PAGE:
News came out Tuesday of the death in 2012 of the woman who accused “The Birth of a Nation” director Nate Parker of raping her while the two were students at Penn State in 1999. Her brother says she committed suicide.
Now Parker has released a lengthy post on his Facebook page responding to the news.
His statement is in full below:
Parker was acquitted of the rape charge in a 2001 trial.
But now the movie industry is wondering how the distributor of “The Birth of a Nation,” Fox Searchlight, will rebound from this wave of negative press about Parker’s past.
Parker was to go on a nationwide roadshow to churches and college campuses to speak about social issues leading up to the film’s release on October 7. According to Variety, those plans are now in question, though the roadshow was a condition in the deal Fox and Parker made at Sundance for the film, which the studio paid $17.5 million to acquire.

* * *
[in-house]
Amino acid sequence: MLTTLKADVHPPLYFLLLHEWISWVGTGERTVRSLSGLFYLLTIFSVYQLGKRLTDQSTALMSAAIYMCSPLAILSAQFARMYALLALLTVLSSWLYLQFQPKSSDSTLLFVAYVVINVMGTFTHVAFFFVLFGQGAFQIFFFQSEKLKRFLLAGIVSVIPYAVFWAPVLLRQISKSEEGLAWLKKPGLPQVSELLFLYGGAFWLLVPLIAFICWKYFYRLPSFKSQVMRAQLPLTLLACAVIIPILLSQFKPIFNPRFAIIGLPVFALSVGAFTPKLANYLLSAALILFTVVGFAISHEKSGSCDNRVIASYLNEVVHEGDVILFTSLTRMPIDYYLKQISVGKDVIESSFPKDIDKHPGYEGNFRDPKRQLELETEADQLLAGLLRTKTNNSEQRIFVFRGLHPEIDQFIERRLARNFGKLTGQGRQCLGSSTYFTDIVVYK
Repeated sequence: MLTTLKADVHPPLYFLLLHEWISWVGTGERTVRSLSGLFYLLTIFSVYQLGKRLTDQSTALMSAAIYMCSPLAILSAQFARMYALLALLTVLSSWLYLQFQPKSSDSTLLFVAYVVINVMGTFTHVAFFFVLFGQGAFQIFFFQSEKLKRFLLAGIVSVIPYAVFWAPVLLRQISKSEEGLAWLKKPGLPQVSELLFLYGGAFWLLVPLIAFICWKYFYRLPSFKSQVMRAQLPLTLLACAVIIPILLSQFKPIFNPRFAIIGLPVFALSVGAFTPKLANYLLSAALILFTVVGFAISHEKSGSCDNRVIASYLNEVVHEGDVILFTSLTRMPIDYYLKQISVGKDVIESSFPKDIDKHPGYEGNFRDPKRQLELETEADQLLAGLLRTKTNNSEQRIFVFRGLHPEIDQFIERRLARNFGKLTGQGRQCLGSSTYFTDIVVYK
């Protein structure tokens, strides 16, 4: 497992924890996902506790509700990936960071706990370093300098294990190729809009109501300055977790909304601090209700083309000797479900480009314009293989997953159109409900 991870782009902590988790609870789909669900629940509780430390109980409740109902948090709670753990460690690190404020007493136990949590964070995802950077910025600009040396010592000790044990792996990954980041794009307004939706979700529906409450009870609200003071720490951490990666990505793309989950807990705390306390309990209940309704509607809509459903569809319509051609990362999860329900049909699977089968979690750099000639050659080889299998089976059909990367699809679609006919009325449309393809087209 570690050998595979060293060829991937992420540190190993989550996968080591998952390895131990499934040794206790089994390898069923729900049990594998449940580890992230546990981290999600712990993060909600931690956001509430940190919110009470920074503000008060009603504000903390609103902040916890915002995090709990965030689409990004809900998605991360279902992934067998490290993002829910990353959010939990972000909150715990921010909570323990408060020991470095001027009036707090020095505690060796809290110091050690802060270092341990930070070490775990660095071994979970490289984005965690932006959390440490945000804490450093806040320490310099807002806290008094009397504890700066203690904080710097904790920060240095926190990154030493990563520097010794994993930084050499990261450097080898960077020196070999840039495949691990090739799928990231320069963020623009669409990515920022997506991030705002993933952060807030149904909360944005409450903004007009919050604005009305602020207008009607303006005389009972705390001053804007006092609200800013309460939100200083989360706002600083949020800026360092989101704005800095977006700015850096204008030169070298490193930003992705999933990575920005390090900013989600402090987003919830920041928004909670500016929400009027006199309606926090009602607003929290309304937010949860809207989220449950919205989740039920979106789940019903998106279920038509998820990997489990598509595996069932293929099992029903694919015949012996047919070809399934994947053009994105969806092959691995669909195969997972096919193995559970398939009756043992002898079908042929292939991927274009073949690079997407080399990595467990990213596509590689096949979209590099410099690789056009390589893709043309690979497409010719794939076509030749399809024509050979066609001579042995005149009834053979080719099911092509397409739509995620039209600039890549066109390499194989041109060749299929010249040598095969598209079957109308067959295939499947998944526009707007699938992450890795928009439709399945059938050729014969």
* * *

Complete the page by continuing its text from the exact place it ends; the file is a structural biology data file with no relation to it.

However, in a statement released Tuesday via The Wrap, Searchlight proclaimed that it’s behind Parker:
“Fox Searchlight is aware of the incident that occurred while Nate Parker was at Penn State. We also know that he was found innocent and cleared of all charges. We stand behind Nate and are proud to help bring this important and powerful story to the screen.”
“The Birth of a Nation” is a passion project of Parker’s that he’s been trying to make for years, and since it won the grand jury and audience prizes at this year’s Sundance Film Festival, it has received early Oscar attention. It looks at the 1831 slave rebellion led by Nat Turner (played by Parker) in Virginia.